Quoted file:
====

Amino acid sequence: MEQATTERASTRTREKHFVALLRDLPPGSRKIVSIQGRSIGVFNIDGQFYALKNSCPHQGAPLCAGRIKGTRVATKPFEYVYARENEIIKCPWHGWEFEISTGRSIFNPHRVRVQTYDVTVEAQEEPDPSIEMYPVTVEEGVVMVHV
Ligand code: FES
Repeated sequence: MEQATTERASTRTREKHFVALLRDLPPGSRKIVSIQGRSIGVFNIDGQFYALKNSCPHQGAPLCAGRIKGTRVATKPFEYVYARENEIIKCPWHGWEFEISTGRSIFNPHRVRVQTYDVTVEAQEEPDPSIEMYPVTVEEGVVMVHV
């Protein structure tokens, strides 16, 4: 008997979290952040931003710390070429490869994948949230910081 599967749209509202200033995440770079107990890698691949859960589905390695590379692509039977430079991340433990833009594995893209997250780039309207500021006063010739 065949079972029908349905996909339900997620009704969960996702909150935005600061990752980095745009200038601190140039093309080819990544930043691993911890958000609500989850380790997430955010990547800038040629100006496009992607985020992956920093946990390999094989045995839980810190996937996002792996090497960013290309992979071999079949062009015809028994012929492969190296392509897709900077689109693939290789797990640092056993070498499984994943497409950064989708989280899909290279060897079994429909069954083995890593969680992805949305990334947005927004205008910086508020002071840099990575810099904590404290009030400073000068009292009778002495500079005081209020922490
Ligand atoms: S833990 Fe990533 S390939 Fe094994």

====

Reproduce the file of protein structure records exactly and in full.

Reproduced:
Amino acid sequence: MEQATTERASTRTREKHFVALLRDLPPGSRKIVSIQGRSIGVFNIDGQFYALKNSCPHQGAPLCAGRIKGTRVATKPFEYVYARENEIIKCPWHGWEFEISTGRSIFNPHRVRVQTYDVTVEAQEEPDPSIEMYPVTVEEGVVMVHV
Ligand code: FES
Repeated sequence: MEQATTERASTRTREKHFVALLRDLPPGSRKIVSIQGRSIGVFNIDGQFYALKNSCPHQGAPLCAGRIKGTRVATKPFEYVYARENEIIKCPWHGWEFEISTGRSIFNPHRVRVQTYDVTVEAQEEPDPSIEMYPVTVEEGVVMVHV
């Protein structure tokens, strides 16, 4: 008997979290952040931003710390070429490869994948949230910081 599967749209509202200033995440770079107990890698691949859960589905390695590379692509039977430079991340433990833009594995893209997250780039309207500021006063010739 065949079972029908349905996909339900997620009704969960996702909150935005600061990752980095745009200038601190140039093309080819990544930043691993911890958000609500989850380790997430955010990547800038040629100006496009992607985020992956920093946990390999094989045995839980810190996937996002792996090497960013290309992979071999079949062009015809028994012929492969190296392509897709900077689109693939290789797990640092056993070498499984994943497409950064989708989280899909290279060897079994429909069954083995890593969680992805949305990334947005927004205008910086508020002071840099990575810099904590404290009030400073000068009292009778002495500079005081209020922490
Ligand atoms: S833990 Fe990533 S390939 Fe094994």